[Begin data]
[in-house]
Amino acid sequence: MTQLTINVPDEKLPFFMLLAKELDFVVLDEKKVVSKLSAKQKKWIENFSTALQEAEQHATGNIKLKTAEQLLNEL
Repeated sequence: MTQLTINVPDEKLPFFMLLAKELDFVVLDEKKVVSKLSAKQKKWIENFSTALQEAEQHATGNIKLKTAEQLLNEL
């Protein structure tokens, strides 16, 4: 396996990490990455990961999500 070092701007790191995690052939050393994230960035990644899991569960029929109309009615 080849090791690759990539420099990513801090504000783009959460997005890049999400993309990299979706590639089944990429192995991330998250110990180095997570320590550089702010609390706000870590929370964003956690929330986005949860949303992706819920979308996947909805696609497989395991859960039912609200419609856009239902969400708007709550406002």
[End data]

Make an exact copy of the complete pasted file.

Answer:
[in-house]
Amino acid sequence: MTQLTINVPDEKLPFFMLLAKELDFVVLDEKKVVSKLSAKQKKWIENFSTALQEAEQHATGNIKLKTAEQLLNEL
Repeated sequence: MTQLTINVPDEKLPFFMLLAKELDFVVLDEKKVVSKLSAKQKKWIENFSTALQEAEQHATGNIKLKTAEQLLNEL
């Protein structure tokens, strides 16, 4: 396996990490990455990961999500 070092701007790191995690052939050393994230960035990644899991569960029929109309009615 080849090791690759990539420099990513801090504000783009959460997005890049999400993309990299979706590639089944990429192995991330998250110990180095997570320590550089702010609390706000870590929370964003956690929330986005949860949303992706819920979308996947909805696609497989395991859960039912609200419609856009239902969400708007709550406002």